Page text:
Early in 2019, the Lambton County Archives acquired a transcript by Reverend George John Rawkin Salter taken under oath on September 20th 1887. The transcript, regarding a dispute between Alexander Vidal and the Incorporated Synod of the Diocese of Huron, shares valuable insight to the life of Rev. Salter in Sarnia including the Vidal family and St. Georges Church in Sarnia.
Who is Reverend Salter?
Rev Salter was born in Devon England on May 26th, 1815 to Reverend John Salter and Dinah Adams (some reports mention a Dinah Pinhey).
He received a formal education after entering Christ Church April 17th, 1833 at the age of 17. Salter obtained his BA in 1837 then went on to complete his Masters of Arts at Oxford. He was ordained as clergyman of the Church England in 1848.
Coming to Canada and St. Georges Church
His journey brought him to Upper Canada in 1847 where he was appointed missionary by Bishop Strachan of the foundry whose diocese had the whole of Upper Canada seated under his authority. Rev. Salter was missionary in the Township of Moore and parts adjacent. As such, he held services in Sarnia once every three weeks at a time when there was no building of the Church of England. In 1849, Captain Richard E. Vidal erected St. George’s church at his own expense on a small one acre parcel on the north side of London Road. Rev. Salter was the first to hold church services here.
“It was called St. Georges, I believe, in honor of myself.” – Rev. Salter
Capt. Vidal furnished the church with pews, an altar, and the bell which was given by Mr. Townsend but possibly paid for by Capt. Vidal’s estate. During Capt. Vidal’s life he refrained to give the church to the bishop since he wanted to keep control of the church in his hands. He tended to all the maintenance and repairs and always had the church open and ready for Rev. Salter’s service. Capt. Vidal controlled the building and took charge of the collections.
” Capt. Vidal always had during his time the keys of the church. I lived 7 miles away and when I got there the church was always ready for service.” – Rev. Salter
Capt. Vidal used to make the collections each year and add it to the pew rents or give it as wine to the clergymen. Any remaining collections would go back to the church for general purposes such as a widows orphan fund or as gratuity to Rev. Salter.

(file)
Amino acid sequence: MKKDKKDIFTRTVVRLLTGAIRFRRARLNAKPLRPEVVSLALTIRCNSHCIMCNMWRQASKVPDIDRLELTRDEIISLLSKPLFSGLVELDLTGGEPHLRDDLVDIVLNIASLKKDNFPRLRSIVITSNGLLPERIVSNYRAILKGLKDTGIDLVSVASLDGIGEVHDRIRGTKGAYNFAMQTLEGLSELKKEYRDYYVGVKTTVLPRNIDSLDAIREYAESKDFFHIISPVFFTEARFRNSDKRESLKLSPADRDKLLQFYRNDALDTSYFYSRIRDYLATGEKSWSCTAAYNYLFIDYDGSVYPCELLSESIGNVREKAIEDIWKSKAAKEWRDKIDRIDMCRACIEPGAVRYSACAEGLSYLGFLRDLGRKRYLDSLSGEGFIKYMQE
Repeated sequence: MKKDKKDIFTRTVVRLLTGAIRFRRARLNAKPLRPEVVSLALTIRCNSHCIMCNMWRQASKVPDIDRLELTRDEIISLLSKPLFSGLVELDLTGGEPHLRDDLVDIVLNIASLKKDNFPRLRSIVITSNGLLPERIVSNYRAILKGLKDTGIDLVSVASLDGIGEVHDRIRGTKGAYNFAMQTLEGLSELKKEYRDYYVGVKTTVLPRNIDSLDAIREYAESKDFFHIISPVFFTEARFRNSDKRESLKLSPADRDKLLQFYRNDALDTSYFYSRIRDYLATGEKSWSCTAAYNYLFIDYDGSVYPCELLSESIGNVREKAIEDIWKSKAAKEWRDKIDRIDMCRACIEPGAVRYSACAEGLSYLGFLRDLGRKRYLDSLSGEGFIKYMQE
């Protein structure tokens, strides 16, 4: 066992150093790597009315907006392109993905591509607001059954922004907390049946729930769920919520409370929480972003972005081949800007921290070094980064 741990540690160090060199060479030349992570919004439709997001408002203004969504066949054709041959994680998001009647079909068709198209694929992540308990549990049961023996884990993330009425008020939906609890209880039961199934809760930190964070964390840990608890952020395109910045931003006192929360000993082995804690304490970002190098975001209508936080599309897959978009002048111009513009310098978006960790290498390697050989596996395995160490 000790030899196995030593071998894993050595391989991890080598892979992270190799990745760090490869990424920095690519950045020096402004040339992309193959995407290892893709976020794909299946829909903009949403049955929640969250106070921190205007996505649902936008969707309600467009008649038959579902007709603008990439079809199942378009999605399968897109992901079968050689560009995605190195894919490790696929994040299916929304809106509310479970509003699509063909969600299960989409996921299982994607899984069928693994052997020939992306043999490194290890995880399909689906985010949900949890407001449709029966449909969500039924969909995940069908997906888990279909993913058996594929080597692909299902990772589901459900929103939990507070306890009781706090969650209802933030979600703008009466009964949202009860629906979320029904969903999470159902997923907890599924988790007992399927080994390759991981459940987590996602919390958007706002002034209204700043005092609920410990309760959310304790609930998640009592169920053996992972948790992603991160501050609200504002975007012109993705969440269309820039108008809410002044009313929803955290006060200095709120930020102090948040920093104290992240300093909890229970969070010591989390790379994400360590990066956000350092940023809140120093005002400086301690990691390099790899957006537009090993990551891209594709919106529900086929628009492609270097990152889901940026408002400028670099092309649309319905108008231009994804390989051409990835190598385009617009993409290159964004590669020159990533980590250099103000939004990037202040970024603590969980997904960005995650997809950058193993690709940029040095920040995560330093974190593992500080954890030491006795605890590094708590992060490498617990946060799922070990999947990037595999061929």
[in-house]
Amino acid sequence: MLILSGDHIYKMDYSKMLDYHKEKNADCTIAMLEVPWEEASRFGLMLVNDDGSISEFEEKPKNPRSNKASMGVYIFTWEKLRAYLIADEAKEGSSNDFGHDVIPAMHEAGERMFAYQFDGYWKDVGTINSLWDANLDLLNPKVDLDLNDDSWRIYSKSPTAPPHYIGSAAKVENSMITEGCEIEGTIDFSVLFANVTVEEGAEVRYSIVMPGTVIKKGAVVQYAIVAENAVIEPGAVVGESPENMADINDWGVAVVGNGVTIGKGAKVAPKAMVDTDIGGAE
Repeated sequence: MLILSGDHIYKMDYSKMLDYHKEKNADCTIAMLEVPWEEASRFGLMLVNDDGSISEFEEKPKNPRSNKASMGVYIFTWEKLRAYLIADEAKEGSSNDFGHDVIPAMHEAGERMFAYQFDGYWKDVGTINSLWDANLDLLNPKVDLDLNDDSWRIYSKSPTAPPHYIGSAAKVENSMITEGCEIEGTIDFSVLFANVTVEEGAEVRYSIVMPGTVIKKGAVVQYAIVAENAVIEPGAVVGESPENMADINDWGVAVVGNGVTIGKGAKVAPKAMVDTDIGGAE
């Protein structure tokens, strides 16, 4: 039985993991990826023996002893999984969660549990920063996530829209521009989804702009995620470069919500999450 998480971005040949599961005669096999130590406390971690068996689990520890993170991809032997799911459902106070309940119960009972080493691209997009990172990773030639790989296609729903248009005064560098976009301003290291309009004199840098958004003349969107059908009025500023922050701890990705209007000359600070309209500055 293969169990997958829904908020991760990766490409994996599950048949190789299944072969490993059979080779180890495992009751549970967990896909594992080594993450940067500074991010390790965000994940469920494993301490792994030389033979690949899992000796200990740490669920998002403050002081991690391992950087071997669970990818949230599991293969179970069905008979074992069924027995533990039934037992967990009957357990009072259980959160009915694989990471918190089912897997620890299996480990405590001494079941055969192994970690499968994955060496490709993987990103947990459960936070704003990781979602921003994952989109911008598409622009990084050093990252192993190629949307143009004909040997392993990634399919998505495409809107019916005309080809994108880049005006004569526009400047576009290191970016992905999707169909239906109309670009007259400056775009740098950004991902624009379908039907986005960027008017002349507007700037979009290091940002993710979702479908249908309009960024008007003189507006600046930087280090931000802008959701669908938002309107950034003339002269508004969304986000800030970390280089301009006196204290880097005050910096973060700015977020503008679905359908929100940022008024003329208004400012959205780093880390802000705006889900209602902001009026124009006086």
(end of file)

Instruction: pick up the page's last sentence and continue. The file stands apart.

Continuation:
Marrying Maria Vidal and Capt. Richard Vidals Death
In Rev. Salter’s words;
” When I asked him (Capt. Vidal) from time to time to give this property to the church he persistently refused and said in a joking way perhaps at some time I will give it to Maria, my wife. ”
In August of 1850, Reverend Salter married Capt. Vidal’s sixth child and first born daughter Maria Charlotte Vidal. She gave birth to at least thirteen children and they lived in Sarnia until 1869 before moving to Brantford.
The Church nor the adjoining grounds were consecrated at the time of Captain Vidal’s death in 1854 but after in around 1858 by Bishop Ben Cronyn. Up until Vidal’s death, Rev. Salter occupied there on sufferance being allowed to preach as often as he liked.
“I still preached with the church at the time of his death. I was not incumbent to the church as it was a private building. I was in intimate and confidential terms with Capt. Vidal during this perish. I married his daughter. He died in my arms.” – Rev. Salter
After Capt. Vidal’s death and before the consecration of the church, Rev. Salter continued to be a missionary of the church, holding services as he did formerly. After the church was consecrated, Rev. Salter remained incumbent of the church until almost 1870 when he took a new post in Brantford.
Rev. Salter passed on October 3rd 1889. Less than two months later his wife passed after a brief illness.
Fun Note: Late March 1867 the first telegram sent from England to Sarnia was addressed to Reverend Salter informing him of the sad news of his eldest sisters death in the days previous.
Lambton County Archives- 4B Salter
Lambton County Archives- 4B Salter Testimony
Find a Grave- Rev. George John Ranking Salter